Reprinted with permission from the Food, Drug, Cosmetic and Medical Device Law Digest September, 1995 issue, Volume 12, No. 2, Copyright 1995 New York State Bar Association (1-800-582-2452), http://www.nysba.org.
Consumers want information about matters that affect their health, including the drugs prescribed for their illnesses or conditions. Drug marketers want to give consumers such information. But the Food and Drug Administration (FDA) - the agency that currently regulates prescription drug advertising - has not made up its mind about how to regulate drug companies’ dissemination of information about prescription drugs directly to consumers.
The result is a sort of regulatory limbo in which drug companies advertise prescription products directly to consumers on the basis of an ad hoc “voluntary” system of FDA prior approval./1 That system, for the moment, is working adequately, at least in the sense that FDA appears to have tacitly accepted the inevitability of some direct-to-consumer (DTC) prescription drug advertising, and drug companies are getting an increasing number of such ads out into the marketplace. It is not, however, a rational or a stable system, and notwithstanding the players’ current modus vivendi, it is in need of re-assessment.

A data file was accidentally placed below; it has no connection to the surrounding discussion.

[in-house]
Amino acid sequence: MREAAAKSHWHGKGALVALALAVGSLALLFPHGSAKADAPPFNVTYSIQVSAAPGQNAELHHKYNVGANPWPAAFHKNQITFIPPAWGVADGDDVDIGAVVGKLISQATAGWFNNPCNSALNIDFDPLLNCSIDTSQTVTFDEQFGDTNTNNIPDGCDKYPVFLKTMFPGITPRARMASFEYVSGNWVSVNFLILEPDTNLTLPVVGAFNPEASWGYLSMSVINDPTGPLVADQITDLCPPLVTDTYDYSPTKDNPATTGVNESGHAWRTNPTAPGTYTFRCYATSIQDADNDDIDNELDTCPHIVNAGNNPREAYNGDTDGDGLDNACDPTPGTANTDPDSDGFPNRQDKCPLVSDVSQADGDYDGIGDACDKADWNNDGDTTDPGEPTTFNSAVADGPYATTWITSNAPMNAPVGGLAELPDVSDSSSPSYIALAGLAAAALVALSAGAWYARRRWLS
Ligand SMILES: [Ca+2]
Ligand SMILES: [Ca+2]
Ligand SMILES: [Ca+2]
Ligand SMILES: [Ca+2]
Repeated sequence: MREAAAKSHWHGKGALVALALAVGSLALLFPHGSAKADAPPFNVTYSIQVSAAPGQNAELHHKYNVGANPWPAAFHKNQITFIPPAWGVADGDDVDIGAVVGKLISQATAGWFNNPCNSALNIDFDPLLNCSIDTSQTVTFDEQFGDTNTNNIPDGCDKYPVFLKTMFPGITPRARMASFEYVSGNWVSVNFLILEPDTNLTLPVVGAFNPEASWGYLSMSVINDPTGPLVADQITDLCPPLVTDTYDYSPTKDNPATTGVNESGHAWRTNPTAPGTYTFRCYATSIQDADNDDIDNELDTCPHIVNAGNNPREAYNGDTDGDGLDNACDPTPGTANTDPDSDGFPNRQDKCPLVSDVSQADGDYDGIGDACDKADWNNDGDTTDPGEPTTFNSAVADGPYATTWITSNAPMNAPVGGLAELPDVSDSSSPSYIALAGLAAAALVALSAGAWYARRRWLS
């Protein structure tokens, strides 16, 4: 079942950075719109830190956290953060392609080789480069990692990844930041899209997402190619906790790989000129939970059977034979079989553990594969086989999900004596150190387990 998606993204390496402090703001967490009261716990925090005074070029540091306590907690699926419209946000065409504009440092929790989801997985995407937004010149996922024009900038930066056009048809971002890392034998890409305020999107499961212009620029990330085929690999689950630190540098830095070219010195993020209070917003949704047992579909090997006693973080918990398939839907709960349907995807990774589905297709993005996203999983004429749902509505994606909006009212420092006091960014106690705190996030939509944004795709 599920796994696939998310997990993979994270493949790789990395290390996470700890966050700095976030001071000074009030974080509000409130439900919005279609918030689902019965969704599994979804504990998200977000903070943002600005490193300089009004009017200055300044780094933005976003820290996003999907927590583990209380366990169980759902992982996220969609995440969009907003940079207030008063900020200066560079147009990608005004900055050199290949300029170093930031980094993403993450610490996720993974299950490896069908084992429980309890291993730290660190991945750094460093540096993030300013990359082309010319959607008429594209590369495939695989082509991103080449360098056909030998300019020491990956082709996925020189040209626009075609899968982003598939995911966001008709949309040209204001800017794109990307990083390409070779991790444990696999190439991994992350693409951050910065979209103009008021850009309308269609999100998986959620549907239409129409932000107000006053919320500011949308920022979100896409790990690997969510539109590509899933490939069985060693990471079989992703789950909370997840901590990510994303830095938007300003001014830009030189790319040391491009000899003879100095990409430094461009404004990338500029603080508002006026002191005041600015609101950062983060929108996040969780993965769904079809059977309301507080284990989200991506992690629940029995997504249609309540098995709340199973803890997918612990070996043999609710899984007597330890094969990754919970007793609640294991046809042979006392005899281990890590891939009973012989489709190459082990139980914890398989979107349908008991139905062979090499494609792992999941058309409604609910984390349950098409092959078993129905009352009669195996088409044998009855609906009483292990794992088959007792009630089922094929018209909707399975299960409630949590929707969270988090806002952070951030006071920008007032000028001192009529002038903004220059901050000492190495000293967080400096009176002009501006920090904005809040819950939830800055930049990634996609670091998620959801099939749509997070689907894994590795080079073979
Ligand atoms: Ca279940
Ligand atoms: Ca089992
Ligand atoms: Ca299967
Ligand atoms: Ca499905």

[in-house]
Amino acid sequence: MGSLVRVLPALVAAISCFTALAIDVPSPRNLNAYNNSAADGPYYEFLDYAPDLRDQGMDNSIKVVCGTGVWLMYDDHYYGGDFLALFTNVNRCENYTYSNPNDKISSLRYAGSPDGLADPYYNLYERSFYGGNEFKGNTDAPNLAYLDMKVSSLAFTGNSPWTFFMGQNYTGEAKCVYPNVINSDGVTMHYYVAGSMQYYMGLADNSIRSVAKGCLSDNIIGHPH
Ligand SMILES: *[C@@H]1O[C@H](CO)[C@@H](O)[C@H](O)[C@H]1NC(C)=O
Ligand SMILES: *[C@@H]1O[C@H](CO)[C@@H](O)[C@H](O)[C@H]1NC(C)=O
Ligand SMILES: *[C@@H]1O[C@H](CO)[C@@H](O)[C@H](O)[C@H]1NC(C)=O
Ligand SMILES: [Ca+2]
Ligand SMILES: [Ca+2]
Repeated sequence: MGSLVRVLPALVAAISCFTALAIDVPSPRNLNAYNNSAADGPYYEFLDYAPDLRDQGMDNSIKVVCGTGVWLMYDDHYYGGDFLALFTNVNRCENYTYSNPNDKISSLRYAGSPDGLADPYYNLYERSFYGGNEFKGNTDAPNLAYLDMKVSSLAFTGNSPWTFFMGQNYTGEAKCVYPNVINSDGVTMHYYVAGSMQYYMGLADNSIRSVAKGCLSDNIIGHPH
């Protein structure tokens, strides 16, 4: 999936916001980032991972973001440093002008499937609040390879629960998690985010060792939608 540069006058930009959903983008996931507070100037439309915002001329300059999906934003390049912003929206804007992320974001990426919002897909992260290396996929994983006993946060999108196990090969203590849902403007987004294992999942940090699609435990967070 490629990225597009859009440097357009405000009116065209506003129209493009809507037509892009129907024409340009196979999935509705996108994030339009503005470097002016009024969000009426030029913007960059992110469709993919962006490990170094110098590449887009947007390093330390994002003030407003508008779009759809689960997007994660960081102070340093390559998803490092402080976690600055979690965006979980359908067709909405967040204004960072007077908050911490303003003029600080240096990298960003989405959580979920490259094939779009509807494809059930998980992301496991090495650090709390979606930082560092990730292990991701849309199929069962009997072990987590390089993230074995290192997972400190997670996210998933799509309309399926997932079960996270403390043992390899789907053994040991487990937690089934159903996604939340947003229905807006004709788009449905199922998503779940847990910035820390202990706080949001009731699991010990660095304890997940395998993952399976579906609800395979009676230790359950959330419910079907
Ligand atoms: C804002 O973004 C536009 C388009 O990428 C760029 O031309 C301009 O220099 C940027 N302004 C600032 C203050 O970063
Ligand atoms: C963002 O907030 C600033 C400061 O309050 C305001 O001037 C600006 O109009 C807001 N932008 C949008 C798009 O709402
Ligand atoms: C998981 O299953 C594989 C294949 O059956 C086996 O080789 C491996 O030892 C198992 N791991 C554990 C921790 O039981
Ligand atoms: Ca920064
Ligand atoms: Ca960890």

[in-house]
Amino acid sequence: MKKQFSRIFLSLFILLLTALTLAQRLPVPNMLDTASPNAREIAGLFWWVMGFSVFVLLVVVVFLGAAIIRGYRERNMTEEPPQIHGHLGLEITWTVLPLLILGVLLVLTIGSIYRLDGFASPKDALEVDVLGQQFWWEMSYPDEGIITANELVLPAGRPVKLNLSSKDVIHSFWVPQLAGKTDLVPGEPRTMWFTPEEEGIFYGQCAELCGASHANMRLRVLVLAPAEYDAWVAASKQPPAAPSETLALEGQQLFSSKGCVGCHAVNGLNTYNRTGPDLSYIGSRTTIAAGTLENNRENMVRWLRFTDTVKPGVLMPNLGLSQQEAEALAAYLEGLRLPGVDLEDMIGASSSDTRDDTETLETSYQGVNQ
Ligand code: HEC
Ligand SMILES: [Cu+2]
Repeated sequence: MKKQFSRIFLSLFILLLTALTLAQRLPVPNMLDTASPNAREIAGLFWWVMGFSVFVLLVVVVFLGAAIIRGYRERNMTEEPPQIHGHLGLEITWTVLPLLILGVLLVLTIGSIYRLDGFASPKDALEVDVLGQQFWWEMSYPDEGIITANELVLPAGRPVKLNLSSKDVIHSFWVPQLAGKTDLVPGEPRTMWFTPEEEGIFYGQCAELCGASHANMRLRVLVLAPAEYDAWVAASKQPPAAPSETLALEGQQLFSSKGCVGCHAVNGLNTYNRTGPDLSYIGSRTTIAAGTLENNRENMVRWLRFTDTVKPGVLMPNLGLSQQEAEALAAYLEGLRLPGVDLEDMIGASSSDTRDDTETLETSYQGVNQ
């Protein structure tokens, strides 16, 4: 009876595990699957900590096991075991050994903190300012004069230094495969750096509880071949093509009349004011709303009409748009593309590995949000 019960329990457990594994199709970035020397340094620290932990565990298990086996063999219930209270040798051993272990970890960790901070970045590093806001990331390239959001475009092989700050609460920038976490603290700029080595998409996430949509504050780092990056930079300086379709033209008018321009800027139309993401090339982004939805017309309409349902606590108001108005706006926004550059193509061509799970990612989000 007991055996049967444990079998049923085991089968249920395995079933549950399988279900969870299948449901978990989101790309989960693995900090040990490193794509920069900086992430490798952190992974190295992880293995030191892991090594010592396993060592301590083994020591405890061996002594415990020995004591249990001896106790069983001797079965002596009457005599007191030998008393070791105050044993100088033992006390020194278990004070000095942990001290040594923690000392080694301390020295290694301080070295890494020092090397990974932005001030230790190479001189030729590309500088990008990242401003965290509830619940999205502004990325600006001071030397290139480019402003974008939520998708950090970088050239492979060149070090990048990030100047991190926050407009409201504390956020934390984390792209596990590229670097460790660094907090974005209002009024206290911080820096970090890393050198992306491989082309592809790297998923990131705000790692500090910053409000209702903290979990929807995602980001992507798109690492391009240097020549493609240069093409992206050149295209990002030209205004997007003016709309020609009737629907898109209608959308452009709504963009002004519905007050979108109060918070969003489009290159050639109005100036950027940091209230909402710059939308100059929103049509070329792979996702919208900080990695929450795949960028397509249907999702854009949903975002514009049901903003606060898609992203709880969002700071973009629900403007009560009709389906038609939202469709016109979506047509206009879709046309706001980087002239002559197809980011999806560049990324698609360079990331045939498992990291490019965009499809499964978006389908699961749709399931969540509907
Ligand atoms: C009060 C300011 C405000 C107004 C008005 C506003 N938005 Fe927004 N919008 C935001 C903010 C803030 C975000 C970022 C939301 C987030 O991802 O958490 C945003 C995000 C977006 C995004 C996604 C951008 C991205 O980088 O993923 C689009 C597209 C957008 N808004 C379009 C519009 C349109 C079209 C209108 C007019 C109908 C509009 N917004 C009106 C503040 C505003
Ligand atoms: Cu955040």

DTC advertising as such is not addressed under either the Food, Drug, and Cosmetic Act (FDCA) or FDA regulations. Rather, FDA’s authority over such advertising is part and parcel of its authority over prescription drug advertising generally. That authority, in turn, derives from section 502(n) of the FDCA,/2 which requires that all prescription drug advertising include “such . . . information in brief summary relating to side effects, contraindications, and effectiveness as shall be required in regulations.”
On the basis of this provision, FDA has developed an extensive set of regulatory requirements for prescription drug advertising./3 Many of these requirements address, in more or less detail, the principal features that a prescription drug ad must have (e.g., warnings, precautions, contraindications, and the like). Other provisions spell out things a prescription drug ad must not do. Of particular importance for purposes of the present discussion, an ad violates section 502(n) if it is false, misleading, or lacking in “fair balance.”/4